Holiday spending surpasses expectations
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Initial reports about holiday spending bode well for retailers.
Consumers spent 16% more on holiday purchases this year than in 2015, according to the International Council of Shopping Centers Post-Holiday Shopping Survey.
The report finds that consumers spent an average of $711 on gifts and other holiday-related items this holiday season. This represents a 16% increase over 2015’s post-holiday survey results ($611) and is 4% ($27) above holiday shoppers’ intentions as measured in ICSC’s Holiday Shopping Intentions Survey in October.
In total, consumers spent an average of $897 on gifts and related items, dining, movies and other entertainment experiences at malls and shopping centers this holiday season.
Gen X spent the most, averaging $1,000, followed by Baby Boomers ($875) and Millennials ($867). Experiences accounted for 20% of total consumer holiday expenditure, with Millennials topping this spending category at $220, data showed.
“Consumer confidence continued to improve into December, and we saw this optimism reflected in the holiday spending numbers,” said Tom McGee, president and CEO of ICSC. “The strong holiday shopping sea-son suggests a positive environment for retail sales overall.”
More than half (51%) of all holiday shoppers waited until the days lead-ing up to Christmas to complete their shopping, reinforcing the need for retailers to keep pace with technology as it continues to change purchas-ing habits and give consumers more options. Almost 70% of total holi-day related expenditures occurred in stores with both a physical and an online presence. The physical store proved paramount to the shopping experience again this year, with 91% of holiday shoppers spending at physical stores, the exact same percentage as 2015, the report said.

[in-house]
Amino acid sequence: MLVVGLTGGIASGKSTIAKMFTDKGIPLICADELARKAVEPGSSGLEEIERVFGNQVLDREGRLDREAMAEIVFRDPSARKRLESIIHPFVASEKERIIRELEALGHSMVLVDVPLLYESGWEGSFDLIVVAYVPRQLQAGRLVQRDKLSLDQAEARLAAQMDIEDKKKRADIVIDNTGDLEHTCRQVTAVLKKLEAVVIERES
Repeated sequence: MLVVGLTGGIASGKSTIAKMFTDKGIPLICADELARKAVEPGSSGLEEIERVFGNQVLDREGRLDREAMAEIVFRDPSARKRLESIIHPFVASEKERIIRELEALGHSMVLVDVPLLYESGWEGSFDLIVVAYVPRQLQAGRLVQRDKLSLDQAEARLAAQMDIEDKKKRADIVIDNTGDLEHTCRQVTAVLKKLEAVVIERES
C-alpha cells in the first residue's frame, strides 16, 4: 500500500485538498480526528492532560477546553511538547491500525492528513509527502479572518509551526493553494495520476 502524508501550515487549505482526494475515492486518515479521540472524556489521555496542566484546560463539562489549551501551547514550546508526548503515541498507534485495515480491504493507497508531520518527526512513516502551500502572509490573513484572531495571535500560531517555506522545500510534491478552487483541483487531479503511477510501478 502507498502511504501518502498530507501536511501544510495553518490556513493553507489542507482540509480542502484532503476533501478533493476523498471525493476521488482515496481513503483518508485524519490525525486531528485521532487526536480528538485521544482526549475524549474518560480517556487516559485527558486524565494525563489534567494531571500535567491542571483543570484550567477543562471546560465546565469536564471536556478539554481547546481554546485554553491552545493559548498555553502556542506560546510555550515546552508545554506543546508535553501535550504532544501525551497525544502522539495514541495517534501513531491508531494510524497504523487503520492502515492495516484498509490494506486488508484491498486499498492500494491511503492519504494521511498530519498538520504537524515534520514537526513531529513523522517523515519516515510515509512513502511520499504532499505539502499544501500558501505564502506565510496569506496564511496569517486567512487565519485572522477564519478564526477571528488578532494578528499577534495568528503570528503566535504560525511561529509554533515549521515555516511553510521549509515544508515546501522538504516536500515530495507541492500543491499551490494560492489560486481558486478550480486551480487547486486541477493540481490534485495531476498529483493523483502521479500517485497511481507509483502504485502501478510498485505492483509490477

Omnichannel retailers also stepped up their buy online, pick-up in-store services. Among shoppers using this service, 61% made an additional purchase in-person (75% of Millennials, specifically).
In fact, 81% of Millennials visited a shopping center this holiday season, more than any other generation, including Baby Boomers (62%) and Gen X (73%). While Millennials rely on technology and mobile as part of the shopping experience, either research or purchasing, 77% said it is im-portant to buy online from stores that have a physical presence, data re-vealed.
Millennials also used a mobile device while shopping in-stores (86%), and 96% made a purchase from those retailers. Of those who used a de-vice in a store:
• 52% compared prices
• 40% checked availability/inventory
• 37% got digital discounts or coupons
• 33% read reviews/ratings
“The convergence of physical and digital continues to be important as consumers have come to expect an integrated experience allowing them to buy products through a variety of channels,” said McGee. “The survey data proves that omnichannel retailers are the real winners this season as they offer purchasing options that satisfy the shopping behaviors of all generations.”
Among the 70% of consumers that visited shopping centers this holiday season, 73% shopped, 45% dined at a restaurant or other eating estab-lishment, and 26% saw a movie. Among shoppers, the most purchased categories were gift cards (63%), apparel and footwear (50%), and toys and games (44%), the study said.